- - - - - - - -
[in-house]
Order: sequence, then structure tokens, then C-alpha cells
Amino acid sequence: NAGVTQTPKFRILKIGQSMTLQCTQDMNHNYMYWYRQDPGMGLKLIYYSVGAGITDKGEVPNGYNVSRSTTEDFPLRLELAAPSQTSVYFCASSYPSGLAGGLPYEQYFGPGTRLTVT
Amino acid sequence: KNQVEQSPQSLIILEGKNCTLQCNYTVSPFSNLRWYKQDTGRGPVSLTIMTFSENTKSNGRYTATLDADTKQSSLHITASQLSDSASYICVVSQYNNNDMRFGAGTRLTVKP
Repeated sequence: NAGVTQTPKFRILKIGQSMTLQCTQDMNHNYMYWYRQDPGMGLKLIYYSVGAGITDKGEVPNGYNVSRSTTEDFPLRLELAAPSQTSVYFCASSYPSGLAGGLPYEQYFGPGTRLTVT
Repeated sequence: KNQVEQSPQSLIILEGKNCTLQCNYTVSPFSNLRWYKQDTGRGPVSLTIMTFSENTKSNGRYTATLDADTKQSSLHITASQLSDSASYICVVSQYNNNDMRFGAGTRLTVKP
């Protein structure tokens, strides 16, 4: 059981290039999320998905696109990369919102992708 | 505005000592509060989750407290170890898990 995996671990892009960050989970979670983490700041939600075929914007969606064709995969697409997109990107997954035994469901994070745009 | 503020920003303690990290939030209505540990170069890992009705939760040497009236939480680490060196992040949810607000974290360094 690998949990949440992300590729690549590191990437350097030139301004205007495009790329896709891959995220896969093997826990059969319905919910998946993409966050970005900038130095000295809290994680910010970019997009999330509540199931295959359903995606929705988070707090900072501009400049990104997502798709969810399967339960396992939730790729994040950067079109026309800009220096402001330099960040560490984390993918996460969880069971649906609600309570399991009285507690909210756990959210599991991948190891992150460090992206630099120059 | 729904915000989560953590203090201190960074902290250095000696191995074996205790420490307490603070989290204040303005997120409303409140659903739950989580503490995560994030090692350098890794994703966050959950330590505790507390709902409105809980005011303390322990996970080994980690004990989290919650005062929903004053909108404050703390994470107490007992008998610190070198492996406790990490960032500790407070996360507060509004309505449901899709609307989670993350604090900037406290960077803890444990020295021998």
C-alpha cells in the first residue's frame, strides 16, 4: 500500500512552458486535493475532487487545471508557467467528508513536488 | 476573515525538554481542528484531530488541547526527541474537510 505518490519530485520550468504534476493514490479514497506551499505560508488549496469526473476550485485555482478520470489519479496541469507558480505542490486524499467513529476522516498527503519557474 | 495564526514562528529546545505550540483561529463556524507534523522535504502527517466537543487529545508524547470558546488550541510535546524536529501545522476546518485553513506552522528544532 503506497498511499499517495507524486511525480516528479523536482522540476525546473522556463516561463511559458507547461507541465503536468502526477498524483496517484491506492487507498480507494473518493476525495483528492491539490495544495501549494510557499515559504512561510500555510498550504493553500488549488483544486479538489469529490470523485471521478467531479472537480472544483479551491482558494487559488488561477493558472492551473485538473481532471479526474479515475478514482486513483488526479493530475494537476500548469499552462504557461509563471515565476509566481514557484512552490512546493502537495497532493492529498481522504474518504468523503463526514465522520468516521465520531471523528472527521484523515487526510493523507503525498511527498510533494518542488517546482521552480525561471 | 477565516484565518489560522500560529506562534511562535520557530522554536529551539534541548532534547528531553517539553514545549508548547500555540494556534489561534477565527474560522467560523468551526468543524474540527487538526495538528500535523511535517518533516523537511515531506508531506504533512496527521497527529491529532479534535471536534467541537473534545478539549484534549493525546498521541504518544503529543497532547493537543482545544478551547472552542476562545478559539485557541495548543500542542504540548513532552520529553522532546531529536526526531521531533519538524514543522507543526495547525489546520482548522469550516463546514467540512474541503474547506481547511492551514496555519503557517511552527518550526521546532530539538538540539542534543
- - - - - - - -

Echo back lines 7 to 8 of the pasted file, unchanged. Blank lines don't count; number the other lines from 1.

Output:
């Protein structure tokens, strides 16, 4: 059981290039999320998905696109990369919102992708 | 505005000592509060989750407290170890898990 995996671990892009960050989970979670983490700041939600075929914007969606064709995969697409997109990107997954035994469901994070745009 | 503020920003303690990290939030209505540990170069890992009705939760040497009236939480680490060196992040949810607000974290360094 690998949990949440992300590729690549590191990437350097030139301004205007495009790329896709891959995220896969093997826990059969319905919910998946993409966050970005900038130095000295809290994680910010970019997009999330509540199931295959359903995606929705988070707090900072501009400049990104997502798709969810399967339960396992939730790729994040950067079109026309800009220096402001330099960040560490984390993918996460969880069971649906609600309570399991009285507690909210756990959210599991991948190891992150460090992206630099120059 | 729904915000989560953590203090201190960074902290250095000696191995074996205790420490307490603070989290204040303005997120409303409140659903739950989580503490995560994030090692350098890794994703966050959950330590505790507390709902409105809980005011303390322990996970080994980690004990989290919650005062929903004053909108404050703390994470107490007992008998610190070198492996406790990490960032500790407070996360507060509004309505449901899709609307989670993350604090900037406290960077803890444990020295021998």
C-alpha cells in the first residue's frame, strides 16, 4: 500500500512552458486535493475532487487545471508557467467528508513536488 | 476573515525538554481542528484531530488541547526527541474537510 505518490519530485520550468504534476493514490479514497506551499505560508488549496469526473476550485485555482478520470489519479496541469507558480505542490486524499467513529476522516498527503519557474 | 495564526514562528529546545505550540483561529463556524507534523522535504502527517466537543487529545508524547470558546488550541510535546524536529501545522476546518485553513506552522528544532 503506497498511499499517495507524486511525480516528479523536482522540476525546473522556463516561463511559458507547461507541465503536468502526477498524483496517484491506492487507498480507494473518493476525495483528492491539490495544495501549494510557499515559504512561510500555510498550504493553500488549488483544486479538489469529490470523485471521478467531479472537480472544483479551491482558494487559488488561477493558472492551473485538473481532471479526474479515475478514482486513483488526479493530475494537476500548469499552462504557461509563471515565476509566481514557484512552490512546493502537495497532493492529498481522504474518504468523503463526514465522520468516521465520531471523528472527521484523515487526510493523507503525498511527498510533494518542488517546482521552480525561471 | 477565516484565518489560522500560529506562534511562535520557530522554536529551539534541548532534547528531553517539553514545549508548547500555540494556534489561534477565527474560522467560523468551526468543524474540527487538526495538528500535523511535517518533516523537511515531506508531506504533512496527521497527529491529532479534535471536534467541537473534545478539549484534549493525546498521541504518544503529543497532547493537543482545544478551547472552542476562545478559539485557541495548543500542542504540548513532552520529553522532546531529536526526531521531533519538524514543522507543526495547525489546520482548522469550516463546514467540512474541503474547506481547511492551514496555519503557517511552527518550526521546532530539538538540539542534543